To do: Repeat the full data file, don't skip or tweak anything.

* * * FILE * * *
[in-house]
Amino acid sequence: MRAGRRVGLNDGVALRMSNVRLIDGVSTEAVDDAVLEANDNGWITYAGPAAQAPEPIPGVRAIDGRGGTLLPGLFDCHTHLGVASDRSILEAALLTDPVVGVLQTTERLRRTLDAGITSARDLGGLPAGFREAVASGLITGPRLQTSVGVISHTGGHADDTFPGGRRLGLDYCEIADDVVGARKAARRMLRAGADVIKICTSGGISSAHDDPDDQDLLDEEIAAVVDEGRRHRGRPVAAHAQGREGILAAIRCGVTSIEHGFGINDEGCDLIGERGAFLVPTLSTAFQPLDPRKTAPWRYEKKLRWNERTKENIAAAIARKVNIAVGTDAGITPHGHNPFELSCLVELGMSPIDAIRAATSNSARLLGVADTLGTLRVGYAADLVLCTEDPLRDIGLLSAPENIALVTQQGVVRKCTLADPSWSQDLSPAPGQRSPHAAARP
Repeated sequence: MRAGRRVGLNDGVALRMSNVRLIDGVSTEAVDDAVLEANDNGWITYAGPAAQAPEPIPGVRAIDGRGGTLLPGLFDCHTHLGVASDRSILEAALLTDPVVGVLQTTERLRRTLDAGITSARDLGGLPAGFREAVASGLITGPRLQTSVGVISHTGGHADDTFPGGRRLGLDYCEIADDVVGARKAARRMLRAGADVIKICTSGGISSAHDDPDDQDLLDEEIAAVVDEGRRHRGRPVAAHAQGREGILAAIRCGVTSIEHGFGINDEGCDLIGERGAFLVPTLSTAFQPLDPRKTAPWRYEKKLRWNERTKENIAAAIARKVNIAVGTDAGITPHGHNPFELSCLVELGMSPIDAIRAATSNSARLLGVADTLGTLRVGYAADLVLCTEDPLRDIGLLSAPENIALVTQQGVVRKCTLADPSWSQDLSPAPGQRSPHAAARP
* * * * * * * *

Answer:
[in-house]
Amino acid sequence: MRAGRRVGLNDGVALRMSNVRLIDGVSTEAVDDAVLEANDNGWITYAGPAAQAPEPIPGVRAIDGRGGTLLPGLFDCHTHLGVASDRSILEAALLTDPVVGVLQTTERLRRTLDAGITSARDLGGLPAGFREAVASGLITGPRLQTSVGVISHTGGHADDTFPGGRRLGLDYCEIADDVVGARKAARRMLRAGADVIKICTSGGISSAHDDPDDQDLLDEEIAAVVDEGRRHRGRPVAAHAQGREGILAAIRCGVTSIEHGFGINDEGCDLIGERGAFLVPTLSTAFQPLDPRKTAPWRYEKKLRWNERTKENIAAAIARKVNIAVGTDAGITPHGHNPFELSCLVELGMSPIDAIRAATSNSARLLGVADTLGTLRVGYAADLVLCTEDPLRDIGLLSAPENIALVTQQGVVRKCTLADPSWSQDLSPAPGQRSPHAAARP
Repeated sequence: MRAGRRVGLNDGVALRMSNVRLIDGVSTEAVDDAVLEANDNGWITYAGPAAQAPEPIPGVRAIDGRGGTLLPGLFDCHTHLGVASDRSILEAALLTDPVVGVLQTTERLRRTLDAGITSARDLGGLPAGFREAVASGLITGPRLQTSVGVISHTGGHADDTFPGGRRLGLDYCEIADDVVGARKAARRMLRAGADVIKICTSGGISSAHDDPDDQDLLDEEIAAVVDEGRRHRGRPVAAHAQGREGILAAIRCGVTSIEHGFGINDEGCDLIGERGAFLVPTLSTAFQPLDPRKTAPWRYEKKLRWNERTKENIAAAIARKVNIAVGTDAGITPHGHNPFELSCLVELGMSPIDAIRAATSNSARLLGVADTLGTLRVGYAADLVLCTEDPLRDIGLLSAPENIALVTQQGVVRKCTLADPSWSQDLSPAPGQRSPHAAARP